Initiative Will Prepare Workers for Jobs in Advanced Manufacturing
By Edwin L. Aguirre
Working with UMass Lowell, MassMEP will deliver its Advanced CNC (Computer Numerical Control) training program on the university’s campus. The partnership with UMass Lowell will double the capacity of the program from 36 trainees per year to 72, and meet a need for skilled CNC workers in the Merrimack Valley.
The eight-week, 280-hour program targets dislocated workers seeking careers in manufacturing as well as the underemployed and veterans. Although the basic curriculum focuses on developing the workers’ CNC skills, it has a broader application in a wide range of manufacturing enterprises. Companies and shops with CNC machinery will certainly be the main beneficiaries of the program, but any company that employs advanced manufacturing processes can also potentially benefit from it.
The CNC training program uses the Manufacturing Advanced Center Workforce Innovative Collaborative (MACWIC) curriculum — a competency-based instructional program developed by MassMEP for creating a standard instructional level that manufacturers can use in evaluating prospective employees.
The Francis College of Engineering
will provide advanced training in CNC machine operation, as well as a location for the program in its new Maker Space
, an 8,500-square-foot facility located in the basement of Falmouth Hall on North Campus. Maker Space features everything from workstations for machining and electronics to 3D printers and walls that are entirely whiteboard to inspire creativity and collaboration.
The first class will begin Dec. 7 and last through Feb. 5, 2016. There will be 12 candidates in this class and in the succeeding ones. MassMEP will handle the first part of the training program, including job preparation and personal skills development; the second part will be conducted by John Mulligan, a technician in the Mechanical Engineering Department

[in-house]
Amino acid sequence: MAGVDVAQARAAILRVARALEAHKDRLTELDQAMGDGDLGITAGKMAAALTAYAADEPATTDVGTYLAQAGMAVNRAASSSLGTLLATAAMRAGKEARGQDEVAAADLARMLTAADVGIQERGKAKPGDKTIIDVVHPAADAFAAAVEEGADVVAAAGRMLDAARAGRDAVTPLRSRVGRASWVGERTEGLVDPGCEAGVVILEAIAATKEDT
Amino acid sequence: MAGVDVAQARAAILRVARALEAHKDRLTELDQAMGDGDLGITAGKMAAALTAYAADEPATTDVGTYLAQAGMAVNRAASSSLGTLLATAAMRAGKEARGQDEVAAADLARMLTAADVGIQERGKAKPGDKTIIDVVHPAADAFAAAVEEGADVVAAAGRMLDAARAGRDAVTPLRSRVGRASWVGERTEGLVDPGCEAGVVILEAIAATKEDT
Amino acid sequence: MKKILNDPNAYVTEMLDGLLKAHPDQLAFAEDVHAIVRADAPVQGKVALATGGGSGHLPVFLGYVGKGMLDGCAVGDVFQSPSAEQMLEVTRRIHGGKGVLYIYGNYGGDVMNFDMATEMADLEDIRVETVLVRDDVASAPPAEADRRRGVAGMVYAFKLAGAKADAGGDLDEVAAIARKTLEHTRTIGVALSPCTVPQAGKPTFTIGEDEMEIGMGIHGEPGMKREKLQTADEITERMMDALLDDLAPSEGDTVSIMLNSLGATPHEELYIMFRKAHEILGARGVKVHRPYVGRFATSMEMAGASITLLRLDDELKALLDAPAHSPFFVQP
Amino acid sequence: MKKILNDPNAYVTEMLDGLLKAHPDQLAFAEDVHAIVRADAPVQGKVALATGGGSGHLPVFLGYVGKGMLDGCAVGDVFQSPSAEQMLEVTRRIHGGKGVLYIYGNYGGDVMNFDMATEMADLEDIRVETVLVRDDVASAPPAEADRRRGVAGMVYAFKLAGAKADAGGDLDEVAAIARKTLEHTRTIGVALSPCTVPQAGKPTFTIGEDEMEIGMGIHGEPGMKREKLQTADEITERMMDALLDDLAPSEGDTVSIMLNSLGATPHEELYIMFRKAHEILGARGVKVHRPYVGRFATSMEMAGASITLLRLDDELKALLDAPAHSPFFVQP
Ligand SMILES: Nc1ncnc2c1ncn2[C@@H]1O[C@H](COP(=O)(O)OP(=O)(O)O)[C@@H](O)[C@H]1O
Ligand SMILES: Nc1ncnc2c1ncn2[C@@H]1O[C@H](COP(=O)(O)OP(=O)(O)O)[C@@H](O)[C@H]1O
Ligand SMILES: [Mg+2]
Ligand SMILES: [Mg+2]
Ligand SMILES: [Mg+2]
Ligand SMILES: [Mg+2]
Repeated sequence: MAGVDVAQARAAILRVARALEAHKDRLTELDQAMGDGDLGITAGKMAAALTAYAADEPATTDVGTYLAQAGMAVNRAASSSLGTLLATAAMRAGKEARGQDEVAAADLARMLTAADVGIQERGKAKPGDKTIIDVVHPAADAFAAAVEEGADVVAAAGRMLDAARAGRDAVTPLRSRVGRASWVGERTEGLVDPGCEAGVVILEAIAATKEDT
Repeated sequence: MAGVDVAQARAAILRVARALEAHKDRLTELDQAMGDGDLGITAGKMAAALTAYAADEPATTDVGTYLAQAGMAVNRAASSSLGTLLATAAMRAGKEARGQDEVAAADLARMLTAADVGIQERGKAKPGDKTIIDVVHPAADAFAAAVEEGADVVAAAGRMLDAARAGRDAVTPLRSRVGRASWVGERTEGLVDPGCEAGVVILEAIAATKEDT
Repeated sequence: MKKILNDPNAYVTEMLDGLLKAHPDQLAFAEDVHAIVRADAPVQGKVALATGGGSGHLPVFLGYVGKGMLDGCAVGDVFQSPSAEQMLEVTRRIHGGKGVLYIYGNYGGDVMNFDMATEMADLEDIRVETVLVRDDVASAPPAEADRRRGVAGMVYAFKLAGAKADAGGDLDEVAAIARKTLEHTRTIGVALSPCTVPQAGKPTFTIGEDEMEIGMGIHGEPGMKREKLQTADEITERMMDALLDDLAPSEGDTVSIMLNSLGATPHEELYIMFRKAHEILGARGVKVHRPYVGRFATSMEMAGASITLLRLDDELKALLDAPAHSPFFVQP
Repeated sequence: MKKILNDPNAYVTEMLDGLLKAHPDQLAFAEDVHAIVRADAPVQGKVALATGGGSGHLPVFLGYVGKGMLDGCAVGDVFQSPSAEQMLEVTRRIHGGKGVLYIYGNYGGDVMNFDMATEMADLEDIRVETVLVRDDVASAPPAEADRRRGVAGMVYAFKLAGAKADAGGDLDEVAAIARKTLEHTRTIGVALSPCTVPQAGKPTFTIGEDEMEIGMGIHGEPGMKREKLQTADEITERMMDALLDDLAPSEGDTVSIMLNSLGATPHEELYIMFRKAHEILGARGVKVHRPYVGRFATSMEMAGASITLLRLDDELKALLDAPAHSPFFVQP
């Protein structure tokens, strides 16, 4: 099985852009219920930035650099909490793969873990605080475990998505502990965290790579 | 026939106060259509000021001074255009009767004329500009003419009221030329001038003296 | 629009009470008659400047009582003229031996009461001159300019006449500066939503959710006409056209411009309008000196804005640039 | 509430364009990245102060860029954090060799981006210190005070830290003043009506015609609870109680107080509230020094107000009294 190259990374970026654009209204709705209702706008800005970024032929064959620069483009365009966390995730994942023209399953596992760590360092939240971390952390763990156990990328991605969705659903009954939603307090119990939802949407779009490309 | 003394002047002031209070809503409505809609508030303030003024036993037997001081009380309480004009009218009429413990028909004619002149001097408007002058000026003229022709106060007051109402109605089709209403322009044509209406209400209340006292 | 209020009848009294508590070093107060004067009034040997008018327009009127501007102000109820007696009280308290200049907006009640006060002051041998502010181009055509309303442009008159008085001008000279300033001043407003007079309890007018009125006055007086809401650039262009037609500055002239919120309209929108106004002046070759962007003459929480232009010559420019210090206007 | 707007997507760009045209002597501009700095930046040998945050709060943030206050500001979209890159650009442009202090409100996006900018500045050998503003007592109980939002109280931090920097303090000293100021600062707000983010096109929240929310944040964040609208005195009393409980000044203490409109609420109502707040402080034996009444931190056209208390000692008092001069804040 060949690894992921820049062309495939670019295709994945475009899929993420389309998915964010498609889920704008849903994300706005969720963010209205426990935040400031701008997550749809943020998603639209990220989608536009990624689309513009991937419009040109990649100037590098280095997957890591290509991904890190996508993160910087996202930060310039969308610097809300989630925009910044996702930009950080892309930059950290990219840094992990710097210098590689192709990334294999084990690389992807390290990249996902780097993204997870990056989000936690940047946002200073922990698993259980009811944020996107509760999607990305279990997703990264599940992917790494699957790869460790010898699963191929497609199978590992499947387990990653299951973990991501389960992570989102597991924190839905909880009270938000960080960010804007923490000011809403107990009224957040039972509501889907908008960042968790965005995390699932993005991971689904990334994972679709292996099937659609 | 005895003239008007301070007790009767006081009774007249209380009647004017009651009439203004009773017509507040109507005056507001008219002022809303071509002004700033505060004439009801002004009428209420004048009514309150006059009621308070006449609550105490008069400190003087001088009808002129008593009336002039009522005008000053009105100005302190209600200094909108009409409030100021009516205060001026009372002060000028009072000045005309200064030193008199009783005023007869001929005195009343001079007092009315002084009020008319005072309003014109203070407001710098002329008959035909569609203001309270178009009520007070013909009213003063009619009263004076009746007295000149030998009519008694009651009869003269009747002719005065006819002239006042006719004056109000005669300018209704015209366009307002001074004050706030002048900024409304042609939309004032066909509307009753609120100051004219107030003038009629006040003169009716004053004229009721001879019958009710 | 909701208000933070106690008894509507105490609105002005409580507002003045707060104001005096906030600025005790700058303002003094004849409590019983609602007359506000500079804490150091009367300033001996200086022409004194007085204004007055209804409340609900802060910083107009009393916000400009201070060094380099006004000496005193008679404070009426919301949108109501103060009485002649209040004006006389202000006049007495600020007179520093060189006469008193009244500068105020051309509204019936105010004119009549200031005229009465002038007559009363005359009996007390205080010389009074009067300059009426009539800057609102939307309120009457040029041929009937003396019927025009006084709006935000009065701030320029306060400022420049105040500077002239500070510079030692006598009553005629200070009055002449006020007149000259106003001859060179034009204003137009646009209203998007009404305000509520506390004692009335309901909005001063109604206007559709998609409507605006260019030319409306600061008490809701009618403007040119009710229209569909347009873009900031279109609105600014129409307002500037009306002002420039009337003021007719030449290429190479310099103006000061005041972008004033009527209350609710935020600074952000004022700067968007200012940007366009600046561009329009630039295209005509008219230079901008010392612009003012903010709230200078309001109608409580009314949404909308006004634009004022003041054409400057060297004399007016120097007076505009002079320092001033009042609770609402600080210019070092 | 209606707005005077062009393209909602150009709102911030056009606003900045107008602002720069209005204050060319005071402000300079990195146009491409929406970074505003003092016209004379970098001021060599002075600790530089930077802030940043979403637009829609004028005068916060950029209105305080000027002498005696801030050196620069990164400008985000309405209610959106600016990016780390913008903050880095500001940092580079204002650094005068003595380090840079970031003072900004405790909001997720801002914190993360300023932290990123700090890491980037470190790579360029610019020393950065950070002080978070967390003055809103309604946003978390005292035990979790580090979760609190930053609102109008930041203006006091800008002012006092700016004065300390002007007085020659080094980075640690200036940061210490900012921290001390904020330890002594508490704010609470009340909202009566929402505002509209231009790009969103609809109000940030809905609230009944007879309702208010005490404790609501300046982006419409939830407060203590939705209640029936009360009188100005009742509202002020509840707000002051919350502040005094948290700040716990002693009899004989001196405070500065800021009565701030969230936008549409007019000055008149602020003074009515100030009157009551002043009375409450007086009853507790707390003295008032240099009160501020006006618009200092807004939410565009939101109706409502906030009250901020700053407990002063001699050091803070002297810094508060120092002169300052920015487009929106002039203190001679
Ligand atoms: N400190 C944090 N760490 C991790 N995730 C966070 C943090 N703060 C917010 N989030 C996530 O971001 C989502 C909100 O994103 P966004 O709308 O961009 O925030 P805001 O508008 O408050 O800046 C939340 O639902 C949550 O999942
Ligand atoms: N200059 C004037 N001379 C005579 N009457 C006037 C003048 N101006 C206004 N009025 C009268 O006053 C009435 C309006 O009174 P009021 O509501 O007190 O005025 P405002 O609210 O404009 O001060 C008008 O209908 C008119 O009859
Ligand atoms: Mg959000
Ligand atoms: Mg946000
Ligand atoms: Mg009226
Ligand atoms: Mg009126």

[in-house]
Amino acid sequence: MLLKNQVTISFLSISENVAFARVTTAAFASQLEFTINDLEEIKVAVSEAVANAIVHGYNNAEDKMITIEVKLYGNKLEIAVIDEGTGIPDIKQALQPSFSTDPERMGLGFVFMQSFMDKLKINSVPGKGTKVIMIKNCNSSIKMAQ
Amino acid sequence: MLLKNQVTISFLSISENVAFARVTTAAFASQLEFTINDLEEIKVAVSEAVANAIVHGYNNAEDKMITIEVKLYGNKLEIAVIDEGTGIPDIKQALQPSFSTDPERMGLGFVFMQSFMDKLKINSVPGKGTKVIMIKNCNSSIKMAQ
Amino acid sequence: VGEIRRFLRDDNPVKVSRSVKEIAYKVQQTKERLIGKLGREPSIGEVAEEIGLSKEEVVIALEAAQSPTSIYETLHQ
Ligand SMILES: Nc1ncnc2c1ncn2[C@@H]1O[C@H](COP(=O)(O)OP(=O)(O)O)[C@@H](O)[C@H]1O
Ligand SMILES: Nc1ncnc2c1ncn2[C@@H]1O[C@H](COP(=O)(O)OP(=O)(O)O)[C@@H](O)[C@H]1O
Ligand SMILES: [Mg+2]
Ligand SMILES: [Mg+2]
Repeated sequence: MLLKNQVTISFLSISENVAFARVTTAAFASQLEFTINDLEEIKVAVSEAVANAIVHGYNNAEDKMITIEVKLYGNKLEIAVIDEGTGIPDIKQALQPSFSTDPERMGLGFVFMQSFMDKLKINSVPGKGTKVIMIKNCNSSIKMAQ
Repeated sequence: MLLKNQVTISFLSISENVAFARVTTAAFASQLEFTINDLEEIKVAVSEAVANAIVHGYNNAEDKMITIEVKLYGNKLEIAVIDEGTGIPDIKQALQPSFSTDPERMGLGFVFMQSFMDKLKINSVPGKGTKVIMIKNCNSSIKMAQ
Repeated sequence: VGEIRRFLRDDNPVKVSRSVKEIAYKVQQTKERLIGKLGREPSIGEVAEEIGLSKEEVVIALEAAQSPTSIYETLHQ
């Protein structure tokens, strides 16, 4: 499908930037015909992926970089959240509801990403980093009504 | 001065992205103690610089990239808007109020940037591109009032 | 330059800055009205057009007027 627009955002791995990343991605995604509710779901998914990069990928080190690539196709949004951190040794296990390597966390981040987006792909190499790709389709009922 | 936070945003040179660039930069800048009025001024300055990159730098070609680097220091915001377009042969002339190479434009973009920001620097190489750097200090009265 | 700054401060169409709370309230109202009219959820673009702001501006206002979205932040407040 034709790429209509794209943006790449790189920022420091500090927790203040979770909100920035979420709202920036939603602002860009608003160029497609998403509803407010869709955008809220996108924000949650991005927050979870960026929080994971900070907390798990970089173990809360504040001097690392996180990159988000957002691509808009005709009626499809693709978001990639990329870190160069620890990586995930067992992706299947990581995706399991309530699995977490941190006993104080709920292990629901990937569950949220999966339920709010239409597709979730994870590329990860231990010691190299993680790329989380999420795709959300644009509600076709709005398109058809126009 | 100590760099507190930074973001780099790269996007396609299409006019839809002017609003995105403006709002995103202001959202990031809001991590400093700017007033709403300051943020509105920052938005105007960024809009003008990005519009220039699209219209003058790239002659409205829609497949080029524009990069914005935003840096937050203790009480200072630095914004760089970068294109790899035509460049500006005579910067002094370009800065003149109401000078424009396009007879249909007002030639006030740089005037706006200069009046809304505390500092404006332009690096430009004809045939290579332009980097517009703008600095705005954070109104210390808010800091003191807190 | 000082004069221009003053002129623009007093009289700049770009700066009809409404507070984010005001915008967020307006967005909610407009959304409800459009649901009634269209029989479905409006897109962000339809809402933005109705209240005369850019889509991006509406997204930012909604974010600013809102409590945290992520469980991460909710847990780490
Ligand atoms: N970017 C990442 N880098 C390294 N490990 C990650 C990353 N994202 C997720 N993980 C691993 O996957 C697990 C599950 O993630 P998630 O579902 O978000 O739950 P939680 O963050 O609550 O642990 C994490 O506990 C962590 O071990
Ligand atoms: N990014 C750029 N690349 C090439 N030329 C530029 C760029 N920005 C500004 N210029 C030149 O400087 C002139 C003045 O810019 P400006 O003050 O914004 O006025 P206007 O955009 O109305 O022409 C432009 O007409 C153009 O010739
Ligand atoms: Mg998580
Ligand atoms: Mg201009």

and director of Maker Space, and mechanical engineering Assoc. Prof. Glenn Sundberg
, who directs the Engineering Technology program. Candidates who successfully complete the program will receive a MACWIC Applied Manufacturing Technology Pathway Certification.
Addressing a Critical Shortfall in Skilled Workers
“Our partnership with MassMEP will allow us to continue the university’s mission of promoting economic growth in the region by helping meet the needs of industry,” said Engineering Dean Joseph Hartman
during the program’s official launch on Oct. 16 at Maker Space.
“The manufacturing industry in Massachusetts is facing a critical shortfall in skilled workers, with jobs currently unfilled and more expected to open up over the next 10 years,” said Chancellor Jacqueline Moloney
in her remarks before the partnership’s signing ceremony. Moloney cited a recent report that projects that over the next decade, nearly 3.5 million manufacturing jobs will likely need to be filled, and the skills gap is expected to result in 2 million of those jobs going unfilled.
“Competition for skilled workers and employees, with just the most basic skills — but especially those with advanced skills — is and will continue to keep companies from growing,” she noted. “Developing innovative workforce programs that address the skills gap can mean the difference between keeping and creating jobs here in Massachusetts and in the United States, or increasing reliance on offshore resources.”
Moloney added: “This is why our partnership with MassMEP is so critical. By partnering with them to deliver advanced training, we are confronting the skills gap head-on. UMass Lowell is dedicated to ensuring a sustainable workforce within the Merrimack Valley, the state and beyond. This partnership serves as a vital bridge between government, industry and education and aims to create a pipeline of skilled workers to develop and maintain a thriving manufacturing community.”
“We look forward to engaging with job seekers and employers,” said Ted Bauer, director of workforce development strategies for MassMEP. “We are especially excited about the future. When education and industry join forces, it promises to be a game-changer for the entire region.”